WHEREAS, Our national interests and security are not served by our outdated, inefficient, and slow-moving immigration system. Patchwork attempts to mend its deficiencies undermine our potential for prosperity and leave us vulnerable and unable to meet the needs of the modern world; and
     WHEREAS, Labor mobility is crucial to our economic prosperity and our country's recovery from the economic crisis. Yet our rigid, outdated immigration policies are making it difficult for our companies and our nation to compete. Information released in a study by the University of California, Los Angeles, states that legalizing the status of undocumented immigrants working and living in the United States would create around $1.5 trillion in additional gross domestic product growth over the next 10 years and increase wages for all workers. A study done by the University of California, Davis, indicates that the last large wave of immigrants, from 1990 to 2007, raised the income of a native-born American worker by an average of $5,000; and
       WHEREAS, California has the largest share of immigrants in the country. These immigrants are a vital and productive part of our state's economy and are active in a variety of industries, including technology, biotech, hospitality, agriculture, construction, services, transportation, and textiles. They also represent a large share of our new small business owners and create economic prosperity and needed jobs for everyone; and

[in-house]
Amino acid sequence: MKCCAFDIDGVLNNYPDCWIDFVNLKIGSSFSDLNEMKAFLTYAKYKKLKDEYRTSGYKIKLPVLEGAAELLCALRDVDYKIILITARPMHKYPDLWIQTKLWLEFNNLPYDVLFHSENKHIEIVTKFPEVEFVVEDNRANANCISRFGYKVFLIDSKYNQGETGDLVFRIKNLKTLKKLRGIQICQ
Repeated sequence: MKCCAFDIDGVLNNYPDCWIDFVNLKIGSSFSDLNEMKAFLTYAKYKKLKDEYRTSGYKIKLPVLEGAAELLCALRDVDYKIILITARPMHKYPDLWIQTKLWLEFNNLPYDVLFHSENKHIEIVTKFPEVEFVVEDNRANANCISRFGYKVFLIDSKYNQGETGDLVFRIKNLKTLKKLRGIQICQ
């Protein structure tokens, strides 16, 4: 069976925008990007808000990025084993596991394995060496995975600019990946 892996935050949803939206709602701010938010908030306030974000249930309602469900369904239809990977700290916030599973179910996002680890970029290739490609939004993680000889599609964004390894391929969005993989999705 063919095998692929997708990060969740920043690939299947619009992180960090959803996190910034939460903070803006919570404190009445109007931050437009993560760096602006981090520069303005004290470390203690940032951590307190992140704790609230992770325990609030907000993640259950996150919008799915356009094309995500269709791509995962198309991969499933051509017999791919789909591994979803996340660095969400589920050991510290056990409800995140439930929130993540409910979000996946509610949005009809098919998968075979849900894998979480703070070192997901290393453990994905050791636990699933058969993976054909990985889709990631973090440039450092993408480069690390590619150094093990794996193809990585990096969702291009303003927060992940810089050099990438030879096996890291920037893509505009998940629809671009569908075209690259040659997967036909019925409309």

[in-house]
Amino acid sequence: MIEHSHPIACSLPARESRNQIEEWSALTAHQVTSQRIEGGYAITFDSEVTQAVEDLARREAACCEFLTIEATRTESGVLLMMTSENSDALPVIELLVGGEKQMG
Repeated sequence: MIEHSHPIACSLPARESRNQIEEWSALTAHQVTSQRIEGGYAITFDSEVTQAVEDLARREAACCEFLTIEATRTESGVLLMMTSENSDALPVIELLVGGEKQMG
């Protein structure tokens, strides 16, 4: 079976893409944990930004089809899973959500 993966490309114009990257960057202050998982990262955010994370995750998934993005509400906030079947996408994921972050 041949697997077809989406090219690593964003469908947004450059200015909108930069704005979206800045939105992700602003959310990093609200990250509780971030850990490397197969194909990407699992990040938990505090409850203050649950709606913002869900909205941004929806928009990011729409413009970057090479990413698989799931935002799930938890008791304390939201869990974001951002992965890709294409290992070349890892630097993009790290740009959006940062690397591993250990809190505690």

WHEREAS, Keeping these families, business owners, and hard workers in the shadows of society serves no one; and
      WHEREAS, Our state, for economic, social, health, security, and prosperity reasons, must support policies that allow individuals to become legal and enfranchised participants in our society and economy; and
      WHEREAS, Comprehensive immigration reform should include a reasonable and timely path to citizenship for undocumented immigrants who are already living and working in the United States. It should also include comprehensive background checks, require demonstrated proficiency in English and payment of all current and back taxes, and have the flexibility to respond to emerging business trends; and
      WHEREAS, The Migration Policy Institute, a nonpartisan research group in Washington, D.C., estimates that in 2012, the federal government spent $18 billion on immigration enforcement, and since 2004, the number of United States Border Patrol agents has doubled; and
     WHEREAS, Increased enforcement has given the federal government the ability to prioritize the deportation of lawbreakers and dangerous individuals and to ensure our border's security. Nevertheless, this enforcement should not be done in an inhumane way; and